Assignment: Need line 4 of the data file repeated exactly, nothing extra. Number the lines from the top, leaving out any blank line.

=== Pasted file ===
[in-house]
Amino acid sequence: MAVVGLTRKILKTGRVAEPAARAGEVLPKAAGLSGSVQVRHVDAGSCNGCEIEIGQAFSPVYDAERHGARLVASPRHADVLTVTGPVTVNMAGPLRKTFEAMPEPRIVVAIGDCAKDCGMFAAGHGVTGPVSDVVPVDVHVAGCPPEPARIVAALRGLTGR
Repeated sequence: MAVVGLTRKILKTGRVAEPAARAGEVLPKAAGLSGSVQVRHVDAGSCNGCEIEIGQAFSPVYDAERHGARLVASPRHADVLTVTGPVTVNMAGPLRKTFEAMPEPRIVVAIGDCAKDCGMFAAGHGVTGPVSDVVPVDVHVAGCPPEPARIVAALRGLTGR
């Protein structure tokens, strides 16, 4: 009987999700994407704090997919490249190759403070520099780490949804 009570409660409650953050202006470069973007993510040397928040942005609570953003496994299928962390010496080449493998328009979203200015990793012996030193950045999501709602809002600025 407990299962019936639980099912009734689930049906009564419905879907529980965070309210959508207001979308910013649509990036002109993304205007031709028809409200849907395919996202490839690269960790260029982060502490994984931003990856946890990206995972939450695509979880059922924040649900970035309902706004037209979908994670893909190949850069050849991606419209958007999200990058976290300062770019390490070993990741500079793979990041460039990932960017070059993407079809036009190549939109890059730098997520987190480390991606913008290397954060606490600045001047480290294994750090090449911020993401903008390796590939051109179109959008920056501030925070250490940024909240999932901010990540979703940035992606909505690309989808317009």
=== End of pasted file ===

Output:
């Protein structure tokens, strides 16, 4: 009987999700994407704090997919490249190759403070520099780490949804 009570409660409650953050202006470069973007993510040397928040942005609570953003496994299928962390010496080449493998328009979203200015990793012996030193950045999501709602809002600025 407990299962019936639980099912009734689930049906009564419905879907529980965070309210959508207001979308910013649509990036002109993304205007031709028809409200849907395919996202490839690269960790260029982060502490994984931003990856946890990206995972939450695509979880059922924040649900970035309902706004037209979908994670893909190949850069050849991606419209958007999200990058976290300062770019390490070993990741500079793979990041460039990932960017070059993407079809036009190549939109890059730098997520987190480390991606913008290397954060606490600045001047480290294994750090090449911020993401903008390796590939051109179109959008920056501030925070250490940024909240999932901010990540979703940035992606909505690309989808317009």